The largest prefecture in Greece, with the vibrant and sophisticated city of THESSALONIKI as its capital, MACEDONIA has an abundance of attractions to suit everybody. The birthplace of Alexander the Great lies at PELLA, the Monastic Republic of ATHOS dominates the Athos peninsula. MOUNT OLYMPUS, itself, is a majestic site from a yacht.
Southeast of Thessaloniki is the HALKIDIKI PENINSULA an extensive coastline to explore by boat with fine beaches. The three prongs of the Halkidiki peninsula plunge into the Aegean Sea like the trident of Poseidon, himself. This area is a popular tourist destination with both Greeks and foreigners is crowded in July and August.
KASSANDRA is the most westerly of the three prongs of Halkidiki, an easy sail from Thessaloniki. It is known for its extensive beaches, pine forests and small villages, as well as for its commercialism. Water sports, crowded beaches, thrumming nightlife, motorbikes are all to be found here.
A quieter, less frenzied option is SITHONIA. Some lovely stretches of sandy beaches lie along the west coast between NIKITI and PARADISOS. Just afterwards, NEOS MARMARAS, is more resort-like and home to the Porto Carras Grand Resort and Golf Course, one of the largest and best in Greece. The most dramatic landscape is on the southern-most tip of Sithonia. The village of KALAMITSI is a delightful place with some good fish taverns and the village of SARTI, a little further north makes a pleasant, laid-back stop.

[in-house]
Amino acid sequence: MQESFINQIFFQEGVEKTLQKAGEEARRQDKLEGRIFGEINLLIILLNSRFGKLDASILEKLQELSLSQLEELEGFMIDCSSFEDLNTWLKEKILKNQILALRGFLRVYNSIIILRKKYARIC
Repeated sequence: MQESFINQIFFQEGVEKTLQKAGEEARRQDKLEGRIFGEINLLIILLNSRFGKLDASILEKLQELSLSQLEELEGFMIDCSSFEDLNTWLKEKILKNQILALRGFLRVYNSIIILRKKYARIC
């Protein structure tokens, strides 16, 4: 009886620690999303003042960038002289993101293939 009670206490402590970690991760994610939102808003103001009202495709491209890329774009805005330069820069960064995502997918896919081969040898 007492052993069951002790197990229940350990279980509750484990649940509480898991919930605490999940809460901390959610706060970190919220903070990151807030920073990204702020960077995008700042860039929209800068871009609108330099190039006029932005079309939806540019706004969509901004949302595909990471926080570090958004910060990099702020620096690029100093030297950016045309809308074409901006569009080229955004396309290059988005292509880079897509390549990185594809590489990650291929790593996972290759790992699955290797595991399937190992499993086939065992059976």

Sailing into the AGIOS ORIOUS BAY, the scenery is dominated by MOUNT ATHOS, a religious state within a state, covering the easternmost peninsula of Halkidiki, a rugged land with few roads, a few dozen monasteries and smaller spiritual settlements. One of the best ways to see this imposing, patriarchal place is by boat. AMMOULIANI is a small island in the Gulf of Mount Athos and a lovely place to anchor and take in the sights.
Moving away from the peninsula one can sail along the Macedonian coast to KAVALA, an attractive city with a nice harbour and a good base for exploring the region. From here it is possible to set sail for Halkidiki and the North Aegean islands.
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Halkidiki and the Macedonian coastline have good conditions with steady, moderate winds. The local wind usually blows North East or West and can reach Force 6. The bays between the pronged peninsula of Halkidiki offer protection and many a safe anchorage point. More challenging sailing in the exposed Aegean Sea awaits the more experienced sailor along the mainland coasts.